Privatisation – win, win for companies; lose, lose for us

“The dirty secret of PFI and all government attempts to pass public services into the private realm is that the shareholders make profits while the taxpayers remain on the hook for any losses.”

… Should Carillion go down, there will be another truckload of questions for Grayling. He awarded the firm its £1.4bn HS2 contract last July – by which time the writing was already on the wall. That job from the Department of Transport may have helped tide Carillion over for a bit – but why did the transport secretary give the work to a company that was already in existential difficulties? A firm known to have grown too quickly by borrowing hundreds of millions. A firm that just a few months later came under investigation of the Financial Conduct Authority. I have long thought that Grayling is less serious minister and more an unexploded landmine. I just wonder what the trigger will be.

But what happens to that minister is just one debacle of many as far as Carillion is concerned. Today you may never have heard of Carillion. Soon you may wish it had remained that way.

Otterton – results of meeting called by Independent councillors

Meeting organised by EDDC Independent East Devon Alliance Councillor Geoff Jung and Independent DCC Councillor Claire Wright – several practical measures suggested but major worries over retrospective planning applications:

What happens when a massive privatised contracts company goes belly up?

Answer: our government looks for ways to use OUR money to bail it out.

Carillion (formerly more plainly called Tarmac) owes £1.5 billion.

Why? Because it underbid for contracts and then racked up massive losses even when offering minimal services.

Why does it matter? Because it is a major contractor for the HS2 rail line and it also maintains 50,000 homes for the Ministry of Defence, manages nearly 900 schools, has NHS contracts and also manages highways and prisons and works with National Grid. It employs 43,000 people worldwide.

Imagine if Jeremy Corbyn had suggested it should be nationalised!

and much more information here:

“New Tory Housing Secretary Sajid Javid was Director of his brother’s £11m buy-to-let property firm”

“Theresa May and the Conservatives have come in for fierce criticism today after it was exposed that the brother of newly appointed Housing Secretary Sajid Javid is the owner of a buy-to-let property company worth an estimated £11m – a firm which the new Housing Secretary Mr Javid was, incredibly, a Director of as recently as 2005.

Added to the fact that he was a Director of his own brother’s multi-million pound property business, the new Housing Secretary, Mr Javid, is also a private landlord himself.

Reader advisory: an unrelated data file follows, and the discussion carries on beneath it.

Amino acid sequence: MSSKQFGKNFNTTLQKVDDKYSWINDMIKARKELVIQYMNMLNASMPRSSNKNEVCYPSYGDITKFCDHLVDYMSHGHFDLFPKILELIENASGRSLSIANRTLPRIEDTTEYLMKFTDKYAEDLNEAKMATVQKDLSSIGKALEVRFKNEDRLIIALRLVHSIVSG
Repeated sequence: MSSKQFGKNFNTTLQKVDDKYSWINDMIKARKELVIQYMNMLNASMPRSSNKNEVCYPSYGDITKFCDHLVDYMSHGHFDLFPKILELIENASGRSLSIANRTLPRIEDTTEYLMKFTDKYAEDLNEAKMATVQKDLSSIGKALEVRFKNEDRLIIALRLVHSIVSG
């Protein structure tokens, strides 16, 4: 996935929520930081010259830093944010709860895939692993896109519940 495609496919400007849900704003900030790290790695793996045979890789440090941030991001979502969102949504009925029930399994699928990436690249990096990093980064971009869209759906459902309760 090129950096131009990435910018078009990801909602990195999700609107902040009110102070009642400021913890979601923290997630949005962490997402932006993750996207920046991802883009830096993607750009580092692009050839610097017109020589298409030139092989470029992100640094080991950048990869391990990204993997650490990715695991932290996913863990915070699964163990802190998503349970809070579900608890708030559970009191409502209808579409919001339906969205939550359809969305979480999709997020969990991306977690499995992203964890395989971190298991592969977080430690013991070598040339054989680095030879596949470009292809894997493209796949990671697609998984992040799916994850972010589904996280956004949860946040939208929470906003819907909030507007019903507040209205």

Javid has previously voted to phase out secure tenancies for the very poorest people – those living in social housing. He was also one of 72 landlord Tory MPs to vote against a bill requiring private landlords such as himself to ensure that their properties were ‘fit for human habitation‘. …

Cranbrook Herald reports on estate rent charges

Owl broke this story on 2January:

Now Cranbrook Herald has taken it up:

“The unexpected demand for payment caused uproar on social media, distressing many during the festive break.

One resident said the company which sent the letter was using ‘scare-mongering tactics’.

Another said the matter was a ‘disgrace’.

The estate and asset management company Blenheims sent the bill on behalf of the Cranbrook Consortium and FPCR (which provides the town’s landscape and horicultural services).

In the letter – delivered to all Cranbrook households on Friday, December 22 – Blenheims explained that the annual Estate Rent Charge (ERC), which meets the cost of maintaining the public open spaces and amenity areas had been reviewed.

Previously set at £150 per annum – based on an ‘historic and initial assessment of the annual costs’ – the Consortium had increased the ERC to £231.76, to reflect actual accounting figures. These suggested that the total costs of the 2017-18 ERC were £370,816. Split between 1,600 properties, this came to £231.76 per household.

In many cases, the £231.76 demand was reduced to £194.26, taking into account an initial quarterly ERC instalment paid by residents of £37.50.

The letter implied that the £194.26 needed to be paid in one sum. There was also confusion about when the money needed to be paid, with some residents believing it had to be within 10 working days.

There was no suggestion of being able to pay in instalments (although Blenheims has since said that there are three payment dates – January 22, February 1 and March 1).

Having received their bills, Cranbrook residents found Blenheims had shut for Christmas, and initially there was no one available to discuss the issue.

At the request of Cranbrook Town Council (CTC), the Reverend Lythan Nevard – Cranbrook’s minister and a Belonging to Cranbrook Facebook moderator – offered advice for residents, posting her thoughts on social media.